Posted by Randall Miller
“In the middle of the journey of our life I came to myself within a dark wood where the straight way seemed lost.” – Dante
Two days ago, we reached the midpoint of our learning journey through Colombia and I find myself troubled, challenged, and deeply enriched by the beauty of the men, women, and children who have shared their life-stories, despairs, and hopes with us thus far.
The day began with an invitation from the leaders of an indigenous people in Makano (a name given by the Spanish Conquistadors) to make the ascent to “Heaven,” which their tradition holds is the home of their Creator God. To tell the truth, I think that if any of us had really understood what was lying in wait for us, we probably would have turned back.
Instead, we struggled up the path of a steep ravine, scrambling over large and small stones as we made our way through 90 degree heat in the midst of a humid forest. As we traversed the path, we quickly learned that the only way all of us would make it to ‘Heaven’ was if we helped each other. And so we cheered each other on and later pushed and prodded each other as we stumbled up the mountain. Any worries about maintaining our dignity were quickly forsaken as we scrabbled from rock to rock on all fours and became coated with a mixture of sweat and dust.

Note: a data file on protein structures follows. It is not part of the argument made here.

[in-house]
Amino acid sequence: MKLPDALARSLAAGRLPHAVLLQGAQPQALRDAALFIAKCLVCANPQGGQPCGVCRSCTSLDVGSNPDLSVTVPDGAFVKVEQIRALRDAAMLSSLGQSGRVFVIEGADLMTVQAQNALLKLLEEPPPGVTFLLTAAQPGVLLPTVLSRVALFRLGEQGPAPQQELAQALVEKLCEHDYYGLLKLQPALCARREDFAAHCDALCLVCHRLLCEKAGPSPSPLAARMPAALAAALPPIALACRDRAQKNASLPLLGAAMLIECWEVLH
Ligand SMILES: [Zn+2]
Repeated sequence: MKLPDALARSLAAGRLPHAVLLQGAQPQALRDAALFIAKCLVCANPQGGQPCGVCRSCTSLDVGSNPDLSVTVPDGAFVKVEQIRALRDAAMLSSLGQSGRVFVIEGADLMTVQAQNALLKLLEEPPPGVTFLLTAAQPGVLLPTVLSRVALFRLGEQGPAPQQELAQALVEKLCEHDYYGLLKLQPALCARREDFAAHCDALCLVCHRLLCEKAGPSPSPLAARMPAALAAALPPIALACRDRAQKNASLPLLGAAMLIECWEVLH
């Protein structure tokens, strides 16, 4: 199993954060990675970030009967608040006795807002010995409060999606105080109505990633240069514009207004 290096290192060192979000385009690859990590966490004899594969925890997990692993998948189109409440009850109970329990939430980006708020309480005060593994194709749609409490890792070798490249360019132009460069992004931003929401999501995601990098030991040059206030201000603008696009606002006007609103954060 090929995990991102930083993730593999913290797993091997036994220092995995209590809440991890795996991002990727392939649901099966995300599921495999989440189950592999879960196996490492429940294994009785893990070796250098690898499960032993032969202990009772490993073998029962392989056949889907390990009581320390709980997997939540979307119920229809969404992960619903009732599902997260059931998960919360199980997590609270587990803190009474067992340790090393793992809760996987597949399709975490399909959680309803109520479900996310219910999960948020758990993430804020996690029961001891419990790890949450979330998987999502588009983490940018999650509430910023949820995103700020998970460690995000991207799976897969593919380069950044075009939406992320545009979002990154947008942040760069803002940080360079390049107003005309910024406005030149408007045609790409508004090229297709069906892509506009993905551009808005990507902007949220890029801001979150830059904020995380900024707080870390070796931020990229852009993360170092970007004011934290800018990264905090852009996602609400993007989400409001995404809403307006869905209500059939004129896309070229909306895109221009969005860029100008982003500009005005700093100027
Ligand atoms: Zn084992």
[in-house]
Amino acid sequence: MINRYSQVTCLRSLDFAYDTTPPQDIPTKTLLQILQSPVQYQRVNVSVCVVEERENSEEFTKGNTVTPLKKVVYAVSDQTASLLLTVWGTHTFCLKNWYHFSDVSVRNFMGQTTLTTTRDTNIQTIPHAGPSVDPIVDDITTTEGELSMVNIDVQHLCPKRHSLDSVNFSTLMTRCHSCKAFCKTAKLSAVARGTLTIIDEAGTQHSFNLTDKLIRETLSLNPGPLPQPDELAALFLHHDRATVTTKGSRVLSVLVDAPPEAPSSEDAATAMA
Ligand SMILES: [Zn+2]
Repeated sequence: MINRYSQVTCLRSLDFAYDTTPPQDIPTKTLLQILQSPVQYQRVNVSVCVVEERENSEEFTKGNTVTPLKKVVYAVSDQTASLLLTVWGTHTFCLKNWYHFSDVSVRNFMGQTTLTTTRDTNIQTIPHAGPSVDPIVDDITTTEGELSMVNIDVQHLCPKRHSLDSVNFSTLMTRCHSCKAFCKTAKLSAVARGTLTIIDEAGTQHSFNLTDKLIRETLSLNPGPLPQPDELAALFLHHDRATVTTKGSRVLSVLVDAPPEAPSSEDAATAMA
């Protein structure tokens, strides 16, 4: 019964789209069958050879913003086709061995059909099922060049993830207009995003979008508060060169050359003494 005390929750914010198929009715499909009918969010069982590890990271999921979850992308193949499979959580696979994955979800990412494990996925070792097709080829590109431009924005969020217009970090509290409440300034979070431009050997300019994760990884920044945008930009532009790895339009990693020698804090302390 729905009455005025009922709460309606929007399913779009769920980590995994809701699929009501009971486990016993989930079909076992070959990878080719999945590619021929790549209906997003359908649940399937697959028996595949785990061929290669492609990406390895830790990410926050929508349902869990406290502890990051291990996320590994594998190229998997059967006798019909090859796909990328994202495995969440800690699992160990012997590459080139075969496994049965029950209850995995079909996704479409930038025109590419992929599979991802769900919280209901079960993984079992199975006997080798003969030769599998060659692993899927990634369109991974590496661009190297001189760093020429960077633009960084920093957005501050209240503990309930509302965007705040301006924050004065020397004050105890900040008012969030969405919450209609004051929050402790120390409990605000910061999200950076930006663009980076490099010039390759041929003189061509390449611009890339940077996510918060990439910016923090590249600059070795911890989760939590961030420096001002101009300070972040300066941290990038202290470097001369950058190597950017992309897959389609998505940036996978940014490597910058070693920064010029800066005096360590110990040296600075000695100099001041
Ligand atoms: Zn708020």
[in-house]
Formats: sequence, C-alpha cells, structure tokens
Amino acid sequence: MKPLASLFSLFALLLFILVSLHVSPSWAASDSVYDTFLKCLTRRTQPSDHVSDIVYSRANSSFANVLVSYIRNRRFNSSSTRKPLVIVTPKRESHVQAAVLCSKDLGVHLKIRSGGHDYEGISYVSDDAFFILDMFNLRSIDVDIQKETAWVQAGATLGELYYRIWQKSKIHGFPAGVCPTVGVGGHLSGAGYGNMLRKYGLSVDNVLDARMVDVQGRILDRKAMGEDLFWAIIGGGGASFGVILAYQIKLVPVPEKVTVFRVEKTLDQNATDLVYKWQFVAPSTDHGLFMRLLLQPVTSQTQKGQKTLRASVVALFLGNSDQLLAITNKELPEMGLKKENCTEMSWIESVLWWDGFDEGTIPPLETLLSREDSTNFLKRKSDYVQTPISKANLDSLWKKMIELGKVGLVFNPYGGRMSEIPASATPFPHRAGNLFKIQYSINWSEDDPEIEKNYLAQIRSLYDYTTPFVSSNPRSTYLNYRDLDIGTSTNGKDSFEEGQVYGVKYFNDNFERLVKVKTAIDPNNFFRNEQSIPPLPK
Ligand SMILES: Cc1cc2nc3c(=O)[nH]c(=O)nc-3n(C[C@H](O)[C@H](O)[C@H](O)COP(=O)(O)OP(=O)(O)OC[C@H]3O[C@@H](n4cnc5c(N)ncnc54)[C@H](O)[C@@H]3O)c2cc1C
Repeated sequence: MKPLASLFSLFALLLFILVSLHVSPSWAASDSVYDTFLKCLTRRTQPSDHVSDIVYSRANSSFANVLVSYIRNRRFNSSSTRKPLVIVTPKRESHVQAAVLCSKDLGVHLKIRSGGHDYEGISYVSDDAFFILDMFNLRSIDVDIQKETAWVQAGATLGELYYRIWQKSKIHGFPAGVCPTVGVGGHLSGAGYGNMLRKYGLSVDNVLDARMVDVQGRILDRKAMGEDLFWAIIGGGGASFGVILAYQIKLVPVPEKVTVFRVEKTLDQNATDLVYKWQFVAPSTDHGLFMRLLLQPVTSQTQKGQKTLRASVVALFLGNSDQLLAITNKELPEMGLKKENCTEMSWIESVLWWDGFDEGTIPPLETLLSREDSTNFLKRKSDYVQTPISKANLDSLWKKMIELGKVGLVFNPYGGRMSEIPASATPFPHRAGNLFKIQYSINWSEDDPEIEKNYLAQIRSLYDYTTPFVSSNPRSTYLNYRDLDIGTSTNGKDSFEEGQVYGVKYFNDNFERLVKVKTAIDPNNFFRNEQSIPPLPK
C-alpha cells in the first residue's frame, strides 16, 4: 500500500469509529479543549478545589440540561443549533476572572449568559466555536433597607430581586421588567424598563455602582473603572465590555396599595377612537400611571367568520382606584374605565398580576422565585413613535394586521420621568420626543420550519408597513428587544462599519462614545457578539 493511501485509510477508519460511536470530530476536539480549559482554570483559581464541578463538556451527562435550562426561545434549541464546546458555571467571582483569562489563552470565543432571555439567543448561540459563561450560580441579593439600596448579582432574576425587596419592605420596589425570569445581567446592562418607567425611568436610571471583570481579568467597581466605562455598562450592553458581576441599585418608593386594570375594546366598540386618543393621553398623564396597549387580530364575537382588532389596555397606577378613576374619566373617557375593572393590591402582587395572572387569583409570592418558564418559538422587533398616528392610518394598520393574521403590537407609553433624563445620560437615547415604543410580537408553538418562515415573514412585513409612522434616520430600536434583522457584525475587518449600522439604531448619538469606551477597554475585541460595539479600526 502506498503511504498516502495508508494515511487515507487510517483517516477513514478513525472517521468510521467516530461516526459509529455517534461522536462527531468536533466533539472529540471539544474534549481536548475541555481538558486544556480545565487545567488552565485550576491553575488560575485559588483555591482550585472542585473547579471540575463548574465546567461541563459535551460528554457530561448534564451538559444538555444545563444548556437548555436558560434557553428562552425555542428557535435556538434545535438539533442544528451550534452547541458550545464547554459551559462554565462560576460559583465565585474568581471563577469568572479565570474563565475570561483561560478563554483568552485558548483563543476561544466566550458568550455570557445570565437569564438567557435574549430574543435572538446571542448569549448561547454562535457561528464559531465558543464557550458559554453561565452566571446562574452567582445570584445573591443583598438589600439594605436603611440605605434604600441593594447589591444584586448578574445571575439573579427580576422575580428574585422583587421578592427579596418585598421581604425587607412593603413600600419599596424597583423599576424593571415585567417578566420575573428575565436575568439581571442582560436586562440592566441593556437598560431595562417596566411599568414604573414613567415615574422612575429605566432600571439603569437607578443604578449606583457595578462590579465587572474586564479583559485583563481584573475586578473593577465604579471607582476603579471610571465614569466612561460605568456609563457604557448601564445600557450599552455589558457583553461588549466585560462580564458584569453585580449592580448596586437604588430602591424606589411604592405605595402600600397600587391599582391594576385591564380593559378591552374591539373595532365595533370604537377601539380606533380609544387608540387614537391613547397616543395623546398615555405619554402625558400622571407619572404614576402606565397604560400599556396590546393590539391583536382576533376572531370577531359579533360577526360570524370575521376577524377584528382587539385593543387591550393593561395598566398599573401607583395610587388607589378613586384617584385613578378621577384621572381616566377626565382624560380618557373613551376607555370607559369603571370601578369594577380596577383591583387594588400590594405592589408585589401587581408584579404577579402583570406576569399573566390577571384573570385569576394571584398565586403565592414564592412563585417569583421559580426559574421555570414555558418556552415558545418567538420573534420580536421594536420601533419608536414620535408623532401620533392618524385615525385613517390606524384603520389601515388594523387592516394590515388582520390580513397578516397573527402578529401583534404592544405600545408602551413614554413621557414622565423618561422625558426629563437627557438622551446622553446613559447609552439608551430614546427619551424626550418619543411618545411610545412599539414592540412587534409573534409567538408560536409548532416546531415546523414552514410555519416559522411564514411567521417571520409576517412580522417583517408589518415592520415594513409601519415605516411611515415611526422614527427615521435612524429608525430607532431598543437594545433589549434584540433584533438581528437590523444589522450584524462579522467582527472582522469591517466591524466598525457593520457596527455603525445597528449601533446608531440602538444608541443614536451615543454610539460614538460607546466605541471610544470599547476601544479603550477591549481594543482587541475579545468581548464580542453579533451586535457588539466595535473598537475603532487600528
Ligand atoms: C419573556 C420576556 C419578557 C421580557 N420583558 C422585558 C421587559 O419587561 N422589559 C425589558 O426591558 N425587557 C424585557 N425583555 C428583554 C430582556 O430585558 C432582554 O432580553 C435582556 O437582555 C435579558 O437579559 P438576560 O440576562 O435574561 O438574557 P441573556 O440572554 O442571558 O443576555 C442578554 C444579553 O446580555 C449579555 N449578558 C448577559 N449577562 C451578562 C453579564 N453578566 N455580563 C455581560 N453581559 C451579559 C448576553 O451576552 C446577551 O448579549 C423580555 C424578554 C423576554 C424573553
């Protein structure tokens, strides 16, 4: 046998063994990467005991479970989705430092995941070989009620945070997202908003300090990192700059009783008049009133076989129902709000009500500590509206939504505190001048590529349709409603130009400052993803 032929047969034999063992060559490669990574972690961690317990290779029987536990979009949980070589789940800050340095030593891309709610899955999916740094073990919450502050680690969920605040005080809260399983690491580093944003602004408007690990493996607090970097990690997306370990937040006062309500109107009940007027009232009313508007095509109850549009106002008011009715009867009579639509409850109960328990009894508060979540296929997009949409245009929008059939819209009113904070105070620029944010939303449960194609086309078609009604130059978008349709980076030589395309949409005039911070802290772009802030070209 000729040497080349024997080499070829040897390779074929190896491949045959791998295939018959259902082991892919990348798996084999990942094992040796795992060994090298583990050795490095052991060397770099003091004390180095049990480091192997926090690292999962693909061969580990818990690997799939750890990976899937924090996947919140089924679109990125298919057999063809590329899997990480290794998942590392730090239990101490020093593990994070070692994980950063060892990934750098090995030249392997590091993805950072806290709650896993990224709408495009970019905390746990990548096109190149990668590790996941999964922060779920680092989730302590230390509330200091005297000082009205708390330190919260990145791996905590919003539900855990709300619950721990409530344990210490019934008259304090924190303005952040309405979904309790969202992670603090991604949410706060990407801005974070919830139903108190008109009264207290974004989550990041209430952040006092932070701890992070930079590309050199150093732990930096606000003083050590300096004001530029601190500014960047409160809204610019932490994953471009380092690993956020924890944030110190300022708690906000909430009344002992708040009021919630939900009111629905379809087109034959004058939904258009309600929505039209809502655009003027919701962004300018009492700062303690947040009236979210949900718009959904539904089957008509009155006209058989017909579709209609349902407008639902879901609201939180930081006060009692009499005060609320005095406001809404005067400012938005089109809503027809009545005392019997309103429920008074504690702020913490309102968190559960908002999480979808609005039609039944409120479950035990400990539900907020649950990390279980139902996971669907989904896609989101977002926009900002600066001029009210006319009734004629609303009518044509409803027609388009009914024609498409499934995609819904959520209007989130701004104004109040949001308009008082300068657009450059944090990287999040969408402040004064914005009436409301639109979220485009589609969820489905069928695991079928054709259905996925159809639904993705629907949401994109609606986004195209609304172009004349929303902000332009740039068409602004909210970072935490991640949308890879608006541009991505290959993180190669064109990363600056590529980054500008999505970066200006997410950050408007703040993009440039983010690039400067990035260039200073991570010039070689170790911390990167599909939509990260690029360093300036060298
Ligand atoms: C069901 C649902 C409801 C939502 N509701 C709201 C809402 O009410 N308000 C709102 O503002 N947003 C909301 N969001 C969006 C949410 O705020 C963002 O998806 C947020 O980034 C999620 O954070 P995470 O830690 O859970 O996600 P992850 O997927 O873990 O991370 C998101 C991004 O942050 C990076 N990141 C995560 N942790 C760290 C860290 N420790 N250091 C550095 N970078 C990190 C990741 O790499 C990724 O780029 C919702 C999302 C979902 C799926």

What we first mistook as the gaining of our journey’s end proved to be only a few moments respite, as our indigenous hosts paused to “open the earth” and ask permission for us to continue on a path that plunged downward into a steep, rocky ravine. At the bottom of the ravine, having endured both physical and mental stressing our journey, we came upon a sacred text, a ‘book of origins,’ consisting of petroglyphs carved into living stone, which told of the world’s beginnings, humankind’s origins and the meaning and purpose of life itself.
I’m still thinking through all the lessons we learned during our ascent to heaven, but I’m most struck by the humbling experience of relearning about the limitations of the human body and the the need to rely on others to make my way forward. Near the end of his wondrous and strange retelling of the arduous journey of Psyche (the soul) to reunite with Eros (the Divine Lover), C.S. Lewis proclaims that “we will never see the face of God aright until we ourselves have faces.” What he means by this, at least in part, is that the more we can see our true reflections — in the beauty and cruelty of life, in the limitations of our aging bodies, and in the lives of those with whom we find deep solidarity, the closer we draw to Heaven.